Long-term SSS benefits for members

INTROSPECTIVE - Tony Katigbak - The Philippine Star

The latest news to crop up all over the headlines is the news about the President’s veto of the P2,000 raise in monthly pensions from the Social Security System. Despite the clamor for the increase, and even knowing what it could mean to several of our countrymen in need, I have to say that, in this instance, I completely agree with his position on the matter. This was a wise, albeit unpopular, choice and will save the SSS from bigger problems down the line.

Despite overwhelming clamor in Congress to override this veto, it does not really take a scientist to see that it won’t work. It all boils down to simple math. If you are promising to give out more than you can earn than it will only be a matter of time before the agency goes belly up or cripples itself in debt. At which point, everyone will suffer.

Ironically, one must question why those who pushed the amendment did not consider this when drafting it and presenting it for approval. After all, as I said, it doesn’t take years of study to realize that by increasing by P2,000 we are biting off more than we can chew. The short-term benefit is enticing to say the least, but it’s not at all sustainable. What happens when the fund runs out? Then everyone will be in need.

There is just so much about the proposed bill that needs to be further studied and investigated. The timing, for one, is already suspicious. This has been a problem for years now so why is it so suddenly being pushed into the spotlight right now? One can’t help but wonder if it has anything to do with the upcoming elections. There have already been several articles that have accused lawmakers of thinking about themselves when pushing for this proposal. And I can definitely see their point. If the bill were to push through, the lawmakers behind it would look good to the public – to the voters. If it were to be vetoed by the President (as what happened) – they would still look good because, after all, they tried. The only one who would really look bad is Malacañang for refusing to help senior citizens who desperately need it. The President and his anointed successor Mar Roxas, that is, because people will just think Aquino does not care for senior citizens, and that would most likely mean that Roxas does not as well.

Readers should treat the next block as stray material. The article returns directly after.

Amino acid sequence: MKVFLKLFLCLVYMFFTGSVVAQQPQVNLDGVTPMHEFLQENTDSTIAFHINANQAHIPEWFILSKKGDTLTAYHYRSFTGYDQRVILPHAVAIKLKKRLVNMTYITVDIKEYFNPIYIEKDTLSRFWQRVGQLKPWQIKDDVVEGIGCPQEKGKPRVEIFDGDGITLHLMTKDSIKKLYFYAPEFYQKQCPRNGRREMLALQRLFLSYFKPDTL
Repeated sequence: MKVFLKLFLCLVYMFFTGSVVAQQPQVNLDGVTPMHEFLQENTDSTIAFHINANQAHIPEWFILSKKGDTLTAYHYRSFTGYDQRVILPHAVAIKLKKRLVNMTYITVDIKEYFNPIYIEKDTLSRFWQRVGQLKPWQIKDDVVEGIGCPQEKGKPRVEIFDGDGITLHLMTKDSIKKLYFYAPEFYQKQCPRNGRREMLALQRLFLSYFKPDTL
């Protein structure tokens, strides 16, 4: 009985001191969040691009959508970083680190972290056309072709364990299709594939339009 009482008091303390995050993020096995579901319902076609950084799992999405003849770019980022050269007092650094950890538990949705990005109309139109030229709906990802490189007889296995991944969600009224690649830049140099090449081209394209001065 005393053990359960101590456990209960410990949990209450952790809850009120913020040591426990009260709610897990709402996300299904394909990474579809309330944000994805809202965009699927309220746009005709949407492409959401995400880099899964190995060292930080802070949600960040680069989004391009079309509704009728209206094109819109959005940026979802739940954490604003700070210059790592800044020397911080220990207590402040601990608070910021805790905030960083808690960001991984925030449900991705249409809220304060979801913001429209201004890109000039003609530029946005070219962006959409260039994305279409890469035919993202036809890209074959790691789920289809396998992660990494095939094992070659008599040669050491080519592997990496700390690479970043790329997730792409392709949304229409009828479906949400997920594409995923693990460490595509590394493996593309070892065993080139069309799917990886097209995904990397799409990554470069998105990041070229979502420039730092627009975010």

In a way, we truly also have to question the motives of those who are pushing for this proposed bill. It’s shortsighted to say the least, and they seem to utterly disregard the future of the SSS fund if the changes were to take place. Where would funding from this type of increase come from? This has not been adequately answered and it seem foolish to push forward with promises of payouts without any idea where the money will come from when the time comes.

Again, I think it was responsible for President Aquino to veto the bill at this time. While the plight of the senior population in the country is real, this is not the solution to their problems. It only gives them temporary relief. In the long run it will prove to be a bigger problem for them and for the 30 million other members of the SSS who rely on SSS benefits too and who are currently paying for their share in the fund now. We have to think about what is best for the multitude.